Patterico's Pontifications

12/11/2013

Cancer Patient: I Am “Devastated” By ObamaCare

Filed under: General — Patterico @ 7:31 am

An update from Joan Carrico, the cancer patient we heard from in November:

I thought I was prepared for any outcome, but I wasn’t. I can’t begin to describe how devastated I am. Many people like me, who are in a difficult health crisis and fighting to regain good health, are finding it very difficult — if not impossible — to make sure that we can keep our doctors and receive the chemotherapy and other treatments and medicines that are keeping us alive. I feel stupid for not being better prepared. I’m scared and wondering what surprises are around the corner.

Here are a few more things I’ve learned: The policy I’m considering has approximately 10 percent state and federal taxes added to the premium. My out-of-pocket maximum will increase to $6,350 from $1,500. But, my monthly premium cost will decrease, which will offset some of that difference. I can say my total annual costs are increasing significantly — by about $3,000. Another change is many American taxpayers have historically taken an income-tax deduction for their medical expenses. In the past, this deduction has been limited to the amount of medical expenses in excess of 7.5 percent of a person’s adjusted gross income. Beginning with the year 2013, that threshold will jump to 10 percent. This change will increase my income-tax liability.

I’m coming to the conclusion that the government wants to treat all Americans as the same — rich, poor, old, young, black, white, sickly, healthy — one policy fits all. May sound OK, but is it? How inefficient is that? I personally feel that we are going backwards. Admittedly, our health-care system did need some adjustments to deal with issues like pre-existing conditions. But to re-invent it? I personally don’t think so. What else does the government do efficiently? Wait, I’m still thinking …

The necessary “adjustments” — in my view — consisted of removing government’s thumb from the scale and letting the market work. In my view, a fix would have included such concepts as abolishing favorable tax treatment for employer plans (making the individual market functional again); removing restrictions on buying policies across state lines; and generally wiping away similar government restrictions and policies that impede competition and distort the natural workings of the marketplace. But, in order to fix a problem with the “free market” — a problem that I believe was actually caused by government — we have chosen to impose more governmental restrictions.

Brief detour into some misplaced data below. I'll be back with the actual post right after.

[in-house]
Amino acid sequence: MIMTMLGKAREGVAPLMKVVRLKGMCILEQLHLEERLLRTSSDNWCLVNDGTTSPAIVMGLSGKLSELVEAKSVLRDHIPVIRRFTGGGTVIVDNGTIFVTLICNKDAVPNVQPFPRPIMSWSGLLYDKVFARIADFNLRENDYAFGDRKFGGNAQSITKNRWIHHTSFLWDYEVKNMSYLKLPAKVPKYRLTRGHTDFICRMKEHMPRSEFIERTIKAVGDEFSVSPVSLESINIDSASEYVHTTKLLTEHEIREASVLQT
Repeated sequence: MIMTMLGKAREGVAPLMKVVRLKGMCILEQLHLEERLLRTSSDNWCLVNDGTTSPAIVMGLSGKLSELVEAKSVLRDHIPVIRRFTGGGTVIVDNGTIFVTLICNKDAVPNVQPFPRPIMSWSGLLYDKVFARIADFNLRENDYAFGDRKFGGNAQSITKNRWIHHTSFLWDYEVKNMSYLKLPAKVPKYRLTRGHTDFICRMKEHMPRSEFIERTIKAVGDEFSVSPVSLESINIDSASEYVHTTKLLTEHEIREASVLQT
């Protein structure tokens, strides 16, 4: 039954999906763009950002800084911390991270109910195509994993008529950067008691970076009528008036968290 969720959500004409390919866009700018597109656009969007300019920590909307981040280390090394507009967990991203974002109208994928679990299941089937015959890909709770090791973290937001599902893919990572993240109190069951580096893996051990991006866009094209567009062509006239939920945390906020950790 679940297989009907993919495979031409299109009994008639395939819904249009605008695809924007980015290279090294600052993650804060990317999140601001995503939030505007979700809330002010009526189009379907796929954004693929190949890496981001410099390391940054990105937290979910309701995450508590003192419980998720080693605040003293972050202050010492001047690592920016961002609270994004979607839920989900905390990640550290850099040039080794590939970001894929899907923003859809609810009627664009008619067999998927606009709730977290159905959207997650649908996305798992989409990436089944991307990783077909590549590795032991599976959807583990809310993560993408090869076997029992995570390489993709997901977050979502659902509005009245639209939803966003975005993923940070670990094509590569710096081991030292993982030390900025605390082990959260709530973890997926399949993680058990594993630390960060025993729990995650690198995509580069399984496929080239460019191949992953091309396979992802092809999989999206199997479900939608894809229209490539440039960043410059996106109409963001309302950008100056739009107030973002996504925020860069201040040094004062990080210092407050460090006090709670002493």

Just because the market (especially when hampered by regulation) is not perfect, that does not mean that government can handle it better.

People like Joan Carrico are starting to see that now. As millions lose their previous coverage over the next year or so, others will start to see it too.

UPDATE: But hey, things are looking up for government:

Oregon, once touted as a model for President Obama’s health care law, signed up just 44 people for insurance through November, despite spending more than $300 million on its state-based exchange.

That’s about $7 million per person. How can private industry compete with results like that?

169 Comments

  1. I feel sorry for Ms. Carrico and others in her position, but when I read stories like this, the first thing I want to know is: did they vote for
    Obama? Because if they did, they’ve gotten exactly what they voted for.

    Comment by rochf (f3fbb0) — 12/11/2013 @ 7:43 am

  2. It is terrible, especially in a place (and that would be almost every place these days, but fortunately that’s changing) whose tyrannical government uses force to stop people from gaining the means or exercising their right to peacefully and reliably depart from life when faced with such present and impending horrors.